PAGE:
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Rights behind bars: the conditions and treatment of those in detention

International Human Rights Day Lecture

Speaker: Anne Owers, HM Chief Inspector of Prisons
Chair: Professor Peter Townsend, Centre for the Study of Human Rights
December 2004

Click here to download a transcript of the lecture| (PDF)

Abstract

'I strongly believe that the way societies treat those who have been deprived of their liberty is a litmus test of commitment to human rights' (Rt Hon Jack Straw). Yet our prisons are overcrowded and over-used, with a rising suicide rate, particularly among the most vulnerable. Independent inspection of prisons and other places of detention is a key part of the international human rights framework; shining a light into closed institutions. And recent events in Iraq have shown what can happen without independent scrutiny. On the eve of International Human Rights Day, Anne Owers reflects on three years of inspecting the conditions and treatment of prisoners and detainees in England and Wales, and the messages this has for places of detention, the criminal justice system and society.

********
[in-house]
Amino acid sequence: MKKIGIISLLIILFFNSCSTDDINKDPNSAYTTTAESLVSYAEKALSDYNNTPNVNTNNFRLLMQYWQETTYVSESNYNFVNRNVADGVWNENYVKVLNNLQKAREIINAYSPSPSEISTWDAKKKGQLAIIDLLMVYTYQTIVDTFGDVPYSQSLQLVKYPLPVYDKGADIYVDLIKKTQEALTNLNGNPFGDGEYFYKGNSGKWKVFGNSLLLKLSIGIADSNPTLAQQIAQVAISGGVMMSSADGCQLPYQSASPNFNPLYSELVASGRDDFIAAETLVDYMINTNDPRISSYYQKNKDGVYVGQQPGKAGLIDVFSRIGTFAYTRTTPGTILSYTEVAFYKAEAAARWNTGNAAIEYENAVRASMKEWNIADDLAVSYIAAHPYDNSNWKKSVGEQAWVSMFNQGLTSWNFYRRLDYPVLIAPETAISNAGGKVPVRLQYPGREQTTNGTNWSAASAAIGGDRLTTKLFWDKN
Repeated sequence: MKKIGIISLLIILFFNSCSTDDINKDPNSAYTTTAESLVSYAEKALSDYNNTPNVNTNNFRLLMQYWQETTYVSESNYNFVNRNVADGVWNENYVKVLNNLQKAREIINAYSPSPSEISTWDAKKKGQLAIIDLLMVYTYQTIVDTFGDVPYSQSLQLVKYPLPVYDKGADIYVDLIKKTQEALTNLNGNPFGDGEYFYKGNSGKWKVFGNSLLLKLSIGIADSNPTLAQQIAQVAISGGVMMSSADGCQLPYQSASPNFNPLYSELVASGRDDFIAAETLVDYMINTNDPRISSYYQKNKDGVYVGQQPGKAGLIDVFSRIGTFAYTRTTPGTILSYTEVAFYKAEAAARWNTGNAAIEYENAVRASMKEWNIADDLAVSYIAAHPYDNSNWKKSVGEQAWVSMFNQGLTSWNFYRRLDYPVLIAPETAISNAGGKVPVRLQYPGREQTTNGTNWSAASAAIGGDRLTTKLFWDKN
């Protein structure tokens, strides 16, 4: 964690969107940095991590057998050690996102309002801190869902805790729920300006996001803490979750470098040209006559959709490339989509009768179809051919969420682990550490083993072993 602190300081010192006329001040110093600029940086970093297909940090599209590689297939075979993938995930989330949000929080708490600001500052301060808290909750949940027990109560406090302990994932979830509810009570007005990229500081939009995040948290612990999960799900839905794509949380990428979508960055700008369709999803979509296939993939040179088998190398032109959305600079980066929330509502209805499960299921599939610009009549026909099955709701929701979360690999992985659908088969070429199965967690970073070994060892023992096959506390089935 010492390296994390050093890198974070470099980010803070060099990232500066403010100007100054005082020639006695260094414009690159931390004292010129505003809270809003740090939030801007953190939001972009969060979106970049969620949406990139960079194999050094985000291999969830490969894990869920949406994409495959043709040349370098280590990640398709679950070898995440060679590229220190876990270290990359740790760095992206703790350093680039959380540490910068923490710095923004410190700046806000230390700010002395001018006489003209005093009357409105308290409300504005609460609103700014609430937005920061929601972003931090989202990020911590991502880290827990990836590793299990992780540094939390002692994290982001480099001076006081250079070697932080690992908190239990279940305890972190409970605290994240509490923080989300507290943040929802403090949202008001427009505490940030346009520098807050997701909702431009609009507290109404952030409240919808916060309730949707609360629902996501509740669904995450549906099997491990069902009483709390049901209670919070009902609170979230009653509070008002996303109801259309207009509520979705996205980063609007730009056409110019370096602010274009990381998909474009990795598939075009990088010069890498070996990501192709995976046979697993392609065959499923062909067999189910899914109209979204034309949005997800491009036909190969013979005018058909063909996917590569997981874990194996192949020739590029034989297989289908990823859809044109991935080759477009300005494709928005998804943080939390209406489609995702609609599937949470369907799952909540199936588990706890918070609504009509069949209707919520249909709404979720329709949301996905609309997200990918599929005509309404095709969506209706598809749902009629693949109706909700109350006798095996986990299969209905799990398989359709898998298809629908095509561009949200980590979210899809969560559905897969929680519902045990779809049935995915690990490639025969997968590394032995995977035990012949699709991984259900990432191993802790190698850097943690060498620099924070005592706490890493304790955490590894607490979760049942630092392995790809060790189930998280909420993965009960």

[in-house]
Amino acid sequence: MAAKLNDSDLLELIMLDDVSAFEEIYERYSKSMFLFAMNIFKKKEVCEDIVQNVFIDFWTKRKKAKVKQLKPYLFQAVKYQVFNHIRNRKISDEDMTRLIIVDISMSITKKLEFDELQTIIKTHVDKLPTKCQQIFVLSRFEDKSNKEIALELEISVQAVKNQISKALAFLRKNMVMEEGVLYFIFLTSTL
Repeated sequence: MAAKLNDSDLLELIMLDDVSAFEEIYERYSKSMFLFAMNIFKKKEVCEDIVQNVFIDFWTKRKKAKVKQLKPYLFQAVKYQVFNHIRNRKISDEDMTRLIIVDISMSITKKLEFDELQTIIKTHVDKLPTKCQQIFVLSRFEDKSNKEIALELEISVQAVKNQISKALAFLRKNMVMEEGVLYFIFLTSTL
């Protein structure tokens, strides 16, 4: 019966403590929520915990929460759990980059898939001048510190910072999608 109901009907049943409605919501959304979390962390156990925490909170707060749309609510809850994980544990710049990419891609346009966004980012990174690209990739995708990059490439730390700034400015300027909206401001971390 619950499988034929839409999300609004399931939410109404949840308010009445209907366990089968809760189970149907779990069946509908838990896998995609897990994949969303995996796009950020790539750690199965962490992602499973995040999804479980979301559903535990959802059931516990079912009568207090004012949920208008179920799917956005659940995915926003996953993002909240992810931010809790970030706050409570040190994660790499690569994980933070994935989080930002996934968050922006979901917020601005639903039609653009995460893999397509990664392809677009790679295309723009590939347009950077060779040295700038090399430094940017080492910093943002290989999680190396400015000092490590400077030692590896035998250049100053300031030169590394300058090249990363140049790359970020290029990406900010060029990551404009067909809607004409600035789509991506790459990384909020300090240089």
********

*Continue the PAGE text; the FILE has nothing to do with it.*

Anne Owers was educated at Washington Grammar School, County Durham, and Girton College, Cambridge. On leaving college she went to Zambia to teach and to carry out research into African history.

While taking time out to bring up her three children, Anne continued to undertake research and voluntary advice and race relations work. In 1981 she joined the Joint Council for the Welfare of Immigrants as Research & Development Officer, becoming General Secretary four years later. During this time she was also a member of the Race and Community Relations Committee of the Church of England and the Board of the Centre for Research into Ethnic Relations at Warwick University.

Anne's most recent post was as Director of JUSTICE, a post she held for nine years. During that time she was a member of various Government committees including the Home Office Task Force on the implementation of the Human Rights Act and the Lord Chancellor's Advisory Committee on Legal Education and Conduct. She carried out work on human rights, asylum and the provision of legal services, becoming a member of both the Public Interest Advisory Panel of the Legal Services Commission and the Bowman Review of the Administrative Courts.

On 1 August 2001 she was appointed HM Chief Inspector of Prisons.

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